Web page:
‘Reverse the narrative’ on bad staff to improve nursing home accountability
Healthcare leaders and policymakers must “reverse the narrative” around incompetent or neglectful nursing home staff and work collaboratively to ensure care teams meet regulatory requirements, according to the medical leader of a large skilled nursing chain.
Deep mistrust between frontline healthcare workers in nursing homes and industry overseers has led to an accusatory survey process that pits the sides against each other, said Arif Nazir, M.D., chief medical officer of Signature HealthCARE, during a presentation at AMDA’s virtual annual conference Friday.
“There’s no room for punitive and punishment approaches … in a complicated system like healthcare,” Nazir said.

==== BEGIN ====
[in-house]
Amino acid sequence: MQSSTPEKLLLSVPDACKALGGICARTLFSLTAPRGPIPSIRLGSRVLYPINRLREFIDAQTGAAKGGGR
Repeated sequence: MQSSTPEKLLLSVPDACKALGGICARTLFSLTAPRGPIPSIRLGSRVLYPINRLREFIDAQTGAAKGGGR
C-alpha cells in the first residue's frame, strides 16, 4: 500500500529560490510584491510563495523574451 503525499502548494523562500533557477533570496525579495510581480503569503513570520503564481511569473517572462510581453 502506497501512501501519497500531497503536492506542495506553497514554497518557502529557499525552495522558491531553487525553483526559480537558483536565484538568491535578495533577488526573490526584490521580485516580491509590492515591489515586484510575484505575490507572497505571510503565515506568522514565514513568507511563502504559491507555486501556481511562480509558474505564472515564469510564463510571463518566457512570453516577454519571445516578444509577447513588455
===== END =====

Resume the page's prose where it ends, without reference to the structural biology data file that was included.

He called on surveyors to stop looking at mostly well-intentioned workers as if they are all out to do wrong. He compared the current survey approach to beating children who make an error because they don’t know better.
“Nursing homes represent the same issue with all the regulatory issues and patients being sicker,” he said. “You need me to improve, and you’re going to take a million dollars away from me? That doesn’t work anymore.”
He also called on regulatory agencies to reduce the amount of required reporting and to streamline data collection processes.
Nazir is past president of AMDA and served on a survey task force that last year called for engaging geriatric experts in the survey process and recognizing high-performing and innovative facilities rather than assigning blame and focusing on punishments for providers. That group also included geriatrician Michael Wasserman, M.D., then-AMDA president-elect Karl Steinberg, M.D., Alan Horowitz, Esq., RN, and James Lett II, M.D.